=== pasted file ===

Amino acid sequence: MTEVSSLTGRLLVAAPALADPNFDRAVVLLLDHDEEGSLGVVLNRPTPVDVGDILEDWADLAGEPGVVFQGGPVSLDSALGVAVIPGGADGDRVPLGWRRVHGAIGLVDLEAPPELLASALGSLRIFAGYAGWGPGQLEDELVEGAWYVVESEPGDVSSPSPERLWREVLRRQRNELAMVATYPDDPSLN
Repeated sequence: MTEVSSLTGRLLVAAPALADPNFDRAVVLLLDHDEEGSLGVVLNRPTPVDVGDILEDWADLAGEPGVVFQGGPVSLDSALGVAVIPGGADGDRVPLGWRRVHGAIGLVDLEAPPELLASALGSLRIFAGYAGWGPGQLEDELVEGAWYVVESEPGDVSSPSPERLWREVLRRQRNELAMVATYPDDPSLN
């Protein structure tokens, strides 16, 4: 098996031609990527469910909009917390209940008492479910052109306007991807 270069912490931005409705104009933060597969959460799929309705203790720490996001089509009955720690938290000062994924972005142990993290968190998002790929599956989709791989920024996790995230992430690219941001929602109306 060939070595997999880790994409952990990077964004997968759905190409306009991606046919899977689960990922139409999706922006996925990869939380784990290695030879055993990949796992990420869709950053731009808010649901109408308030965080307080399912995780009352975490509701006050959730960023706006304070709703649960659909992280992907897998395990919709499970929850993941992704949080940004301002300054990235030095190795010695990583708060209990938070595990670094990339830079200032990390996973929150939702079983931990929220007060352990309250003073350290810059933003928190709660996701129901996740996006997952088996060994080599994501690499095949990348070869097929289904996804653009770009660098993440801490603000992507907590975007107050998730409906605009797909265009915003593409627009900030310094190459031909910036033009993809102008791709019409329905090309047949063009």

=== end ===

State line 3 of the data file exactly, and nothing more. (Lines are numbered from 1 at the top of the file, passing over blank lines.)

């Protein structure tokens, strides 16, 4: 098996031609990527469910909009917390209940008492479910052109306007991807 270069912490931005409705104009933060597969959460799929309705203790720490996001089509009955720690938290000062994924972005142990993290968190998002790929599956989709791989920024996790995230992430690219941001929602109306 060939070595997999880790994409952990990077964004997968759905190409306009991606046919899977689960990922139409999706922006996925990869939380784990290695030879055993990949796992990420869709950053731009808010649901109408308030965080307080399912995780009352975490509701006050959730960023706006304070709703649960659909992280992907897998395990919709499970929850993941992704949080940004301002300054990235030095190795010695990583708060209990938070595990670094990339830079200032990390996973929150939702079983931990929220007060352990309250003073350290810059933003928190709660996701129901996740996006997952088996060994080599994501690499095949990348070869097929289904996804653009770009660098993440801490603000992507907590975007107050998730409906605009797909265009915003593409627009900030310094190459031909910036033009993809102008791709019409329905090309047949063009």